Sunday 21 April 2024


Public toilets in central Harare continue to be closed, with the city council putting up notices stating this is because of a lack of water.

This has seen vendors, people living in the streets and commuter omnibus drivers relieving themselves along the service lanes and in dark corners.

The public toilets have notices on the doors reading, “Not in Use — No Water”.

For a city that is eyeing world class city status by 2025, the stench in the streets of Harare and the faecal matter in alleys present a scenario far from ideal.

At the end of last week, toilets located at Harare Gardens, Copacabana, Charge Office and Sam Nujoma Street were not in use as continuous pipe bursts rendered them unfit for use.

Despite the notice indicating there was no water in the restroom at Charge Office rank, people were still using it.

Fresh fruit and snacks are being sold by vendors behind the restrooms, endangering public health especially since the cholera outbreak, while drastically diminished, is still live and infection remains a risk.

According to a taxi driver who works at the Copacabana, the council ought to offer complimentary restrooms.

“I used to assume that using the public restroom was free, but I was shocked to learn that they now cost 50 cents, and I cannot afford that. My wish is that the city council should fulfil its duties by providing free toilets. To save my money, I use those pavements and buildings as toilets,” he said.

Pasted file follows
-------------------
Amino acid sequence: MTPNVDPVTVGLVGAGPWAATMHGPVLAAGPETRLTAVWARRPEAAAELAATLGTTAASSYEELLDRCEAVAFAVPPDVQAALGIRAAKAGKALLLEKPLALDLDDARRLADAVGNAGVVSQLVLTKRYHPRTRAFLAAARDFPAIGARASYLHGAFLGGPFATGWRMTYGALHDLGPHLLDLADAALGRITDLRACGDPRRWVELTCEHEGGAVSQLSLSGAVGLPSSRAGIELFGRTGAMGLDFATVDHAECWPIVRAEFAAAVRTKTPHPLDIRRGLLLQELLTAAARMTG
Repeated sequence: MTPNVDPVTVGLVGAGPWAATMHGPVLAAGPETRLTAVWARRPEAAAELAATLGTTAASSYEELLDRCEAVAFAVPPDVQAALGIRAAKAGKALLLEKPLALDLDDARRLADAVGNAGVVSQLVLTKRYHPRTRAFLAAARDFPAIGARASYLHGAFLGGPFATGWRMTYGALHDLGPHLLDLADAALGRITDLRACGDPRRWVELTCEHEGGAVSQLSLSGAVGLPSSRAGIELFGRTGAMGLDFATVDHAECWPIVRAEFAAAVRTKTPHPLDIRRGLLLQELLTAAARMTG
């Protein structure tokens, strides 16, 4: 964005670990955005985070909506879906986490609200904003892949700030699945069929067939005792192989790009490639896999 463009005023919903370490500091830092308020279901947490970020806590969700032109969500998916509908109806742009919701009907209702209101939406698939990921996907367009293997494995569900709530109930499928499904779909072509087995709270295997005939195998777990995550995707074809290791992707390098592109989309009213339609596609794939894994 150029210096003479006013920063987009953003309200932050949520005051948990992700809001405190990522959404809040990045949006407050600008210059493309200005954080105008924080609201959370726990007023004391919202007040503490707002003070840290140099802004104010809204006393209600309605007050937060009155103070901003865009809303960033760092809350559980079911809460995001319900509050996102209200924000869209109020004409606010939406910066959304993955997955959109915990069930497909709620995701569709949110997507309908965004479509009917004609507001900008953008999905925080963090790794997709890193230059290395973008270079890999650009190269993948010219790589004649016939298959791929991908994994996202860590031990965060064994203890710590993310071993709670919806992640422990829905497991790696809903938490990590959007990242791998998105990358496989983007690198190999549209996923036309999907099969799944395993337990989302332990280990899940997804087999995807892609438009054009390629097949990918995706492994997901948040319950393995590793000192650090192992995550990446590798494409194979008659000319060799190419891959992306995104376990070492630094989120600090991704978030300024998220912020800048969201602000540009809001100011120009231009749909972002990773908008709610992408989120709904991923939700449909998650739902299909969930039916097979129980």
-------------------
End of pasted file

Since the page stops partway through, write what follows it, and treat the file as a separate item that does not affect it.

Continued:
A vendor, who preferred  to remain anonymous, said the council was taking residents for granted.

“These public toilets have been closed for quite some time because there is no water. The toilets are not even being maintained and people are relieving themselves anywhere. I do not know why the council is hanging on to facilities that are not adding any value to ratepayers.’’

Another resident, who only identified herself as Mrs Chengetai, had no kind words.

“Council has not even expressed regret, people are using the surrounding bushes as places to relieve themselves, which puts us at risk of disease epidemics. Ultimately, the public restrooms are broken,” she remarked.

At the Charge Office public transport ranks, a driver named Nancy Svoni lodged a complaint against the attendant for charging them for tissue paper.

“They charged us $2 000 for tissue paper, even though sometimes they allowed us to use the toilet,” the woman remarked.

Harare City council spkesperson, Mr Stanley Gama said that they are working in partnership with ZRP to investigate and prosecute city council workers who are charging the public to use the toilets’’

“We are engaging with the ZRP to prosecute those who are practising unethical things at work, such as corruption. For this will not achieve our vision goal of becoming a world-class city by 2025,” he said Herald  




Post a Comment